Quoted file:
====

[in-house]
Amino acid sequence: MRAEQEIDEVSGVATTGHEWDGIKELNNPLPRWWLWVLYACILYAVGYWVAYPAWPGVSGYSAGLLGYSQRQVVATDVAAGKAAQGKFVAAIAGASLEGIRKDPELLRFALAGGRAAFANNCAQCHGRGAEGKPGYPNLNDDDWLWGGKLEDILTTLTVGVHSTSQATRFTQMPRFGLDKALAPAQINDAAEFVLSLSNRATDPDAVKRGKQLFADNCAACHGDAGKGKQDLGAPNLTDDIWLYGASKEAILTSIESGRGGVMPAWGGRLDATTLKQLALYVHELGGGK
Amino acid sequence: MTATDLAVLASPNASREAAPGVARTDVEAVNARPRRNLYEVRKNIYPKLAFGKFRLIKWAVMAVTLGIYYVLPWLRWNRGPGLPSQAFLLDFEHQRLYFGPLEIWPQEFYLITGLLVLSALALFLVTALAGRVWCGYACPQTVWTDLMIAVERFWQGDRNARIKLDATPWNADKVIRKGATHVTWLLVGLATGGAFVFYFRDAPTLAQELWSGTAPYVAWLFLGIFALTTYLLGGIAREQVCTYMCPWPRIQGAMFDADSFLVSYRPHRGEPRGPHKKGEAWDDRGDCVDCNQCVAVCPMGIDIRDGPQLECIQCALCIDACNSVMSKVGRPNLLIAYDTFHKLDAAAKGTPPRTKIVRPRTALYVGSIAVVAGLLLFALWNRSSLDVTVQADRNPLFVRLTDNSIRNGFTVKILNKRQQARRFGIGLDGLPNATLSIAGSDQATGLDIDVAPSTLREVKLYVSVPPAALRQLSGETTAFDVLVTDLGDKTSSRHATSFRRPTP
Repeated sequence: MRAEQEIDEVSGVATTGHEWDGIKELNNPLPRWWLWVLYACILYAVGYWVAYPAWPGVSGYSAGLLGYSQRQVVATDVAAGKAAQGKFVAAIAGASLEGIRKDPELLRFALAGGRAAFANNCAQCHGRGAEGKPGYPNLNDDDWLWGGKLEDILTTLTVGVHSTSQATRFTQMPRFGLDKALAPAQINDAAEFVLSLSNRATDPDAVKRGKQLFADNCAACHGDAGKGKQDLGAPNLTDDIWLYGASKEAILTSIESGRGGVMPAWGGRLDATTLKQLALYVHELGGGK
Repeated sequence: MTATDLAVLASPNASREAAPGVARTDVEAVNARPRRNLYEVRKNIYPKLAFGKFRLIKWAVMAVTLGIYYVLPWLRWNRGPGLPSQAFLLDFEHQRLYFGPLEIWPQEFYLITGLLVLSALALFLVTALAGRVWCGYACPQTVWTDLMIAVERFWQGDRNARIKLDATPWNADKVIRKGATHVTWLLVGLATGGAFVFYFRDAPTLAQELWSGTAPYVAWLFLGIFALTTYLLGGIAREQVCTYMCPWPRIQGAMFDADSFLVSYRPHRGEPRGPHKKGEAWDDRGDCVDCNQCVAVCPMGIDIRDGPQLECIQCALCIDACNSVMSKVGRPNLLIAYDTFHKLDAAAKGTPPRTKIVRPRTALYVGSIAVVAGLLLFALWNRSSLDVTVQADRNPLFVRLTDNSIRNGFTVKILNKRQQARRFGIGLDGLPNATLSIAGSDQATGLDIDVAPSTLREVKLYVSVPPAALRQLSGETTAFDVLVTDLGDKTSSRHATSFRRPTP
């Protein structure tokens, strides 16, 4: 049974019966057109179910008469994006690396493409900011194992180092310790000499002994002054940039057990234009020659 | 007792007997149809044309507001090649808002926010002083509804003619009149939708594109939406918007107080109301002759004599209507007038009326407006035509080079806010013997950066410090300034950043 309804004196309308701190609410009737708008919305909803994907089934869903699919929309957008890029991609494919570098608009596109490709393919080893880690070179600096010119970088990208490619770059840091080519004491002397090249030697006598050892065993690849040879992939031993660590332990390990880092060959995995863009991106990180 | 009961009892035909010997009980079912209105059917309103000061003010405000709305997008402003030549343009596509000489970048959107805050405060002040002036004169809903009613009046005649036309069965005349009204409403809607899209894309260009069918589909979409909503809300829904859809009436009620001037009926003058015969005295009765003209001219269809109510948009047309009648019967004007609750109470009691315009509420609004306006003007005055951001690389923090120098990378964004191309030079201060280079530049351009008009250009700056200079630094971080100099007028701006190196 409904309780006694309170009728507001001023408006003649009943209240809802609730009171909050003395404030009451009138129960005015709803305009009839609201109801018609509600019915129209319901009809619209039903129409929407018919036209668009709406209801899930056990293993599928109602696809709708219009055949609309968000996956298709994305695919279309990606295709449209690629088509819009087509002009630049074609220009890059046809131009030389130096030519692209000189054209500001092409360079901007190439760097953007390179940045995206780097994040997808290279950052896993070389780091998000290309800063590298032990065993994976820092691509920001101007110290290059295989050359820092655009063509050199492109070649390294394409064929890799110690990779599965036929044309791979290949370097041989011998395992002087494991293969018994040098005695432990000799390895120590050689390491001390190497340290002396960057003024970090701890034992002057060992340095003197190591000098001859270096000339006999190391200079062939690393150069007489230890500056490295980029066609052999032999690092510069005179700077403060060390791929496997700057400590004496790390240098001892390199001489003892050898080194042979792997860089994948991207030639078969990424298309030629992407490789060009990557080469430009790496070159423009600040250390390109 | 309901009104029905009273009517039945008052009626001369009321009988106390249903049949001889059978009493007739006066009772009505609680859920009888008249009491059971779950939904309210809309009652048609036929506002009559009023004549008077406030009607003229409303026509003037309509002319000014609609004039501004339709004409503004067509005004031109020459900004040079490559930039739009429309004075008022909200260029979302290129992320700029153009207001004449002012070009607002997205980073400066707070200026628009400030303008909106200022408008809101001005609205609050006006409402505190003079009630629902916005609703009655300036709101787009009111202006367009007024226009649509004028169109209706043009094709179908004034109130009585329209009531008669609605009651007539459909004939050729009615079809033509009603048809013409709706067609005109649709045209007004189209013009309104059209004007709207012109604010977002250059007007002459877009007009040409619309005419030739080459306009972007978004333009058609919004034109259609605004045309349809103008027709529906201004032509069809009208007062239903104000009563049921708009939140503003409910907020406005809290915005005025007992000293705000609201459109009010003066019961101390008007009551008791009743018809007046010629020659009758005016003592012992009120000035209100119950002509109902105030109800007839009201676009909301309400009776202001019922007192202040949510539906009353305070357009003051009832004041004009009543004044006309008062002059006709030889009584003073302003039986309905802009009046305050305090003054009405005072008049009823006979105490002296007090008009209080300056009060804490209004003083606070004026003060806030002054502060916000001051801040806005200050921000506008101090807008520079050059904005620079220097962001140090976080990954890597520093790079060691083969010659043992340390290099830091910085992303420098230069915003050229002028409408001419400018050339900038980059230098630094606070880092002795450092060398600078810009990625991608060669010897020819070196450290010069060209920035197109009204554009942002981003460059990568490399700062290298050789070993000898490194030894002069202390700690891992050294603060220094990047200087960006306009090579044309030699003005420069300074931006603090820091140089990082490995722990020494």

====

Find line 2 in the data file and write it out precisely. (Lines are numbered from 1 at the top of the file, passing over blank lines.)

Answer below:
Amino acid sequence: MRAEQEIDEVSGVATTGHEWDGIKELNNPLPRWWLWVLYACILYAVGYWVAYPAWPGVSGYSAGLLGYSQRQVVATDVAAGKAAQGKFVAAIAGASLEGIRKDPELLRFALAGGRAAFANNCAQCHGRGAEGKPGYPNLNDDDWLWGGKLEDILTTLTVGVHSTSQATRFTQMPRFGLDKALAPAQINDAAEFVLSLSNRATDPDAVKRGKQLFADNCAACHGDAGKGKQDLGAPNLTDDIWLYGASKEAILTSIESGRGGVMPAWGGRLDATTLKQLALYVHELGGGK